Using observatory technology to improve eye surgery
Physicians in the Netherlands have turned to expertise from a planet-hunting telescope to steady their surgical microscope and save the sight of people threatened by blindness.
Doctors at the University Eye Clinic Maastricht found their microscope was quivering, making one in five sight-saving operations impossible.
The answer came in the form of the revolutionary Hummingbird device. Originally designed for testing Darwin, a potential space observatory, it enabled engineers to stabilise the microscope and unlock its full potential for preventing sight loss.
To magnify the eye, surgeons look through a powerful microscope mounted on the ceiling of the operating theatre.
"When you're working within less than 1 mm, a shaky microscope is not an option," says eye surgeon and head of the University Eye Clinic at the Maastricht University Medical Centre, Professor Carroll Webers.
"If a patient has retinal detachment, we must operate within a day or two to stop them going blind. The retina is barely half a millimetre thick and sometimes we have to peel back an 'epiretinal membrane', which is 10 times thinner.
"It's impossible to perform this kind of delicate surgery with a wobbling image."
Despite a lengthy investigation, including the removal of a speed bump from the busy road outside which shook the microscope every time a bus drove over, the trembling continued. So they turned to space via Dutch engineering company MECAL, who identified the culprit.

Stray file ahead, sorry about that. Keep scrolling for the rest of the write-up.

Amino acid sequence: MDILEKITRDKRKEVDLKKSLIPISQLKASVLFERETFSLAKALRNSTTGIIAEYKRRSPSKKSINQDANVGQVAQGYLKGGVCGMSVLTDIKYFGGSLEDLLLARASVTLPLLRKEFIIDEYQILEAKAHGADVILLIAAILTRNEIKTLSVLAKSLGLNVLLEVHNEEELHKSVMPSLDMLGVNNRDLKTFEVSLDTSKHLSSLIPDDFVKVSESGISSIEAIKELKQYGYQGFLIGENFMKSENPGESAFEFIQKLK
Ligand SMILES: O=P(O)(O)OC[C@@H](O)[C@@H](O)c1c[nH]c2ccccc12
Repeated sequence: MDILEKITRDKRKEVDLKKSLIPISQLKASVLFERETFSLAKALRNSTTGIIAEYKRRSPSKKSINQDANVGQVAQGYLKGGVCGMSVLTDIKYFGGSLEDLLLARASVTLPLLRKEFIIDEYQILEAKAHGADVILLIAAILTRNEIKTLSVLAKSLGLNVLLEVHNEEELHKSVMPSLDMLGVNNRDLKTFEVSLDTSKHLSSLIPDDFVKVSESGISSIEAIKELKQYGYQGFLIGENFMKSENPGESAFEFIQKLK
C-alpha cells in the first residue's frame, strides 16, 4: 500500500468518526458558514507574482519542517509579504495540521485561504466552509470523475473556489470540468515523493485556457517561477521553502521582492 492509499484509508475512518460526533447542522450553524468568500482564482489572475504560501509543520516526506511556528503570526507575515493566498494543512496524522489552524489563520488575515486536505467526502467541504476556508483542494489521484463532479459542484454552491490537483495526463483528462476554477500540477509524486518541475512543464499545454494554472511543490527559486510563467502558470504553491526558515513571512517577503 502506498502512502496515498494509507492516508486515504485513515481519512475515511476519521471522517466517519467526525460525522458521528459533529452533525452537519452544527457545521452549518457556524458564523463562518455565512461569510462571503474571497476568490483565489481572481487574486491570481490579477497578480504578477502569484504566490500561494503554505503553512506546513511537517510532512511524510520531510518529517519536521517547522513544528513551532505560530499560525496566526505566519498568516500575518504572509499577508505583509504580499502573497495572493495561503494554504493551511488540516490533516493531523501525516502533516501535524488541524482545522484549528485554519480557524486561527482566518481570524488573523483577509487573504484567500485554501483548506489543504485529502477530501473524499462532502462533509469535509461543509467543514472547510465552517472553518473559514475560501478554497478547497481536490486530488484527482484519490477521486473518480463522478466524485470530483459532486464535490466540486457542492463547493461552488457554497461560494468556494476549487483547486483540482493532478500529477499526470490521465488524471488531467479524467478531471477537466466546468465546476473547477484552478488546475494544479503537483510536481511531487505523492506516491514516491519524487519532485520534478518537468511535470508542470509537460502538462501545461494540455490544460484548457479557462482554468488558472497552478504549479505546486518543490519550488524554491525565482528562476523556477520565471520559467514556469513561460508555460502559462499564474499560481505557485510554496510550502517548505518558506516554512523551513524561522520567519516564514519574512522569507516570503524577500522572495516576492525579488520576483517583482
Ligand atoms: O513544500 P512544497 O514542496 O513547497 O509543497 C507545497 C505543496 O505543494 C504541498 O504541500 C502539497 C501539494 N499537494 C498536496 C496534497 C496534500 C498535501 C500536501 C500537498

Wind blowing on the outside of the shiny new hospital was enough to vibrate the ceiling supporting the microscope.
"High buildings in glass and steel are popular," says Johan van Seggelen from MECAL. "They might be more attractive than concrete but they're also more sensitive to low-frequency vibrations."
Invisible to the naked eye, the vibrations were 100 times smaller than the diameter of a human hair, but factor in the 20 times magnification of the microscope they often put the surgery at risk.
A steady-handed surgeon needs a steady microscope. "We had the idea of mounting Hummingbird between the ceiling and the microscope's arm in order to isolate it from the source of the disturbance."
In doing so, they created the first-ever active vibration damper to counter low-frequency vibrations in surgical microscopes – all thanks to the pioneering work of a team of engineers testing crucial elements of ESA's Darwin telescope.
Born of our quest to seek planets like our own, Darwin was proposed as a constellation of four or five free-flying space telescopes designed to search for Earth-like planets around other stars and analyse their atmospheres for chemical signatures of life.
For this ESA project, the Dutch TNO research organisation developed an 'optical delay line', which combines the light seen from each of the telescopes in order to create a single detailed image.
"But we had problem" says Len van der Wal from TNO. "There were vibrations from the busy road outside our basement lab. We took all the measurements we could think of but it was impossible to fully test the delay line. So we had to devise a totally new environment that could cancel those vibrations: a vibration-free test bench."